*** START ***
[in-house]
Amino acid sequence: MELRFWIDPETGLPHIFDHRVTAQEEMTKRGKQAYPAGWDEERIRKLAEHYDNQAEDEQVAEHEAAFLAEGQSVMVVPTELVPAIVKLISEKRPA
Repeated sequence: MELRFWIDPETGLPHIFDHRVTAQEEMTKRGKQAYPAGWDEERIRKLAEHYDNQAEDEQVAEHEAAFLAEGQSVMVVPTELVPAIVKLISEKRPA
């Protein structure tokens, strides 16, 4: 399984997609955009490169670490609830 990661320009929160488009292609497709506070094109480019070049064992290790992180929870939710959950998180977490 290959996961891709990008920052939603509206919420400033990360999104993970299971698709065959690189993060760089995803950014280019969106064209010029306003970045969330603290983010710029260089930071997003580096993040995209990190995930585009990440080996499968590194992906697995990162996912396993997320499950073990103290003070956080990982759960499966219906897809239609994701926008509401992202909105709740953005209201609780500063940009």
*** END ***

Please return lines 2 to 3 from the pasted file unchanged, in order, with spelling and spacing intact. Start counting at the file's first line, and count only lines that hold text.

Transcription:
Amino acid sequence: MELRFWIDPETGLPHIFDHRVTAQEEMTKRGKQAYPAGWDEERIRKLAEHYDNQAEDEQVAEHEAAFLAEGQSVMVVPTELVPAIVKLISEKRPA
Repeated sequence: MELRFWIDPETGLPHIFDHRVTAQEEMTKRGKQAYPAGWDEERIRKLAEHYDNQAEDEQVAEHEAAFLAEGQSVMVVPTELVPAIVKLISEKRPA